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'Which is the best Doctor Who story?' : a case study in value judgements outside the academy'

By Alan McKee

Abstract

One of Cultural Studies' most important contributions to academic thinking about culture\ud is the acceptance as axiomatic that we must not simply accept traditional value\ud hierarchies in relation to cultural objects (see, for example, McGuigan, 1992: 157;\ud Brunsdon, 1997: 5; Wark, 2001).\ud Since Richard Hoggart and Raymond Williams took popular culture as a worthy object of\ud study, Cultural Studies practitioners have accepted that the terms in which cultural debate\ud had previously been conducted involved a category error. Opera is not 'better' than pop\ud music, we believe in Cultural Studies - 'better for what?', we would ask. Similarly,\ud Shakespeare is not 'better' than Mills and Boon, unless you can specify the purpose for\ud which you want to use the texts. Shakespeare is indeed better than Mills and Boon for\ud understanding seventeenth century ideas about social organisation; but Mills and Boon is unquestionably better than Shakespeare if you want slightly scandalous, but ultimately\ud reassuring representations of sexual intercourse.\ud The reason that we do not accept traditional hierarchies of cultural value is that we know\ud that the culture that is commonly understood to be 'best' also happens to be that which is\ud preferred by the most educated and most materially well-off people in any given culture\ud (Bourdieu, 1984: 1- 2; Ross, 1989: 211). We can interpret this information in at least two\ud ways. On the one hand, it can be read as proving that the poorer and less well-educated\ud members of a society do indeed have tastes which are innately less worthwhile than those\ud of the material and educational elite. On the other hand, this information can be\ud interpreted as demonstrating that the cultural and material elite publicly represent their\ud own tastes as being the only correct ones. In Cultural Studies, we tend to favour the latter\ud interpretation. We reject the idea that cultural objects have innate value, in terms of\ud beauty, truth, excellence, simply 'there' in the object. That is, we reject 'aesthetic'\ud approaches to culture (Bourdieu, 1984: 6; 485; Hartley, 1994: 6)1. In this, Cultural\ud Studies is similar to other postmodern institutions, where high and popular culture can be\ud mixed in ways unfamiliar to modernist culture (Sim, 1992: 1; Jameson, 1998: 100).\ud So far, so familiar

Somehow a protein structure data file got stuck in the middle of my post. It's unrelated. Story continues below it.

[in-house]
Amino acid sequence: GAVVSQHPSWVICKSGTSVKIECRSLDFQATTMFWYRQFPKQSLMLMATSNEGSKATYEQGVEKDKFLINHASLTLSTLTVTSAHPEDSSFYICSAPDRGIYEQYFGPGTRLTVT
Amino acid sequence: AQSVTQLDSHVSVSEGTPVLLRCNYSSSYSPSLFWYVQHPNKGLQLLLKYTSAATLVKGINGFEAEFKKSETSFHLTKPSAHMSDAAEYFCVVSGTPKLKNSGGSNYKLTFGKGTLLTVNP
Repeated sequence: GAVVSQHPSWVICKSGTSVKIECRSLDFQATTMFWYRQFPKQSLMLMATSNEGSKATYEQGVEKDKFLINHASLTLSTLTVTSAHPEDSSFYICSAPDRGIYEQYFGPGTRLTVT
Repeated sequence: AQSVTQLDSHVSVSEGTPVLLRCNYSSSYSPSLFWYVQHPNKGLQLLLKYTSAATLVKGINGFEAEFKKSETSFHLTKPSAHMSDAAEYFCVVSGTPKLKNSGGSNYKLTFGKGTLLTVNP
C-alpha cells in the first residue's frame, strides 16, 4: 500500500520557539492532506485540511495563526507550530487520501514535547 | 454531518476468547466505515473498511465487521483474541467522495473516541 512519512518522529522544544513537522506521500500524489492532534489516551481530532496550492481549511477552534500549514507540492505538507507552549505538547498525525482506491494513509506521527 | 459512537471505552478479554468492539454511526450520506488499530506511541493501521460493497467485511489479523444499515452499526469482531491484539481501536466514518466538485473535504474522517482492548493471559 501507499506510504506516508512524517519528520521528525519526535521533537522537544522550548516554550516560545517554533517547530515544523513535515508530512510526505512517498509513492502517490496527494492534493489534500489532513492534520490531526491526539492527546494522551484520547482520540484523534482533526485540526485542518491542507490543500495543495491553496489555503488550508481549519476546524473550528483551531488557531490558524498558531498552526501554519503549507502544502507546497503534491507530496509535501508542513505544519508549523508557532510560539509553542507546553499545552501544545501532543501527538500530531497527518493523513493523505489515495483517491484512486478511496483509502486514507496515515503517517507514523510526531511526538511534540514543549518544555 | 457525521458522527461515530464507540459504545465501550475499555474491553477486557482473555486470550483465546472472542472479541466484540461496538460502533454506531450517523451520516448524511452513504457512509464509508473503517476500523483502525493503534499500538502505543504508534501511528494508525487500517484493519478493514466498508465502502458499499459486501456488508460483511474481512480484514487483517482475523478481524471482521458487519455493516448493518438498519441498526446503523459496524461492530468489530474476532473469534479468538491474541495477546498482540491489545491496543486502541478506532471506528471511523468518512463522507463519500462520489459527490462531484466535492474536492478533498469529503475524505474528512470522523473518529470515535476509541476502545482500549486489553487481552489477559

Topics: 190200 FILM TELEVISION AND DIGITAL MEDIA, doctor who, cultural studies
Publisher: Brunel University
Year: 2001
OAI identifier: oai:eprints.qut.edu.au:41991

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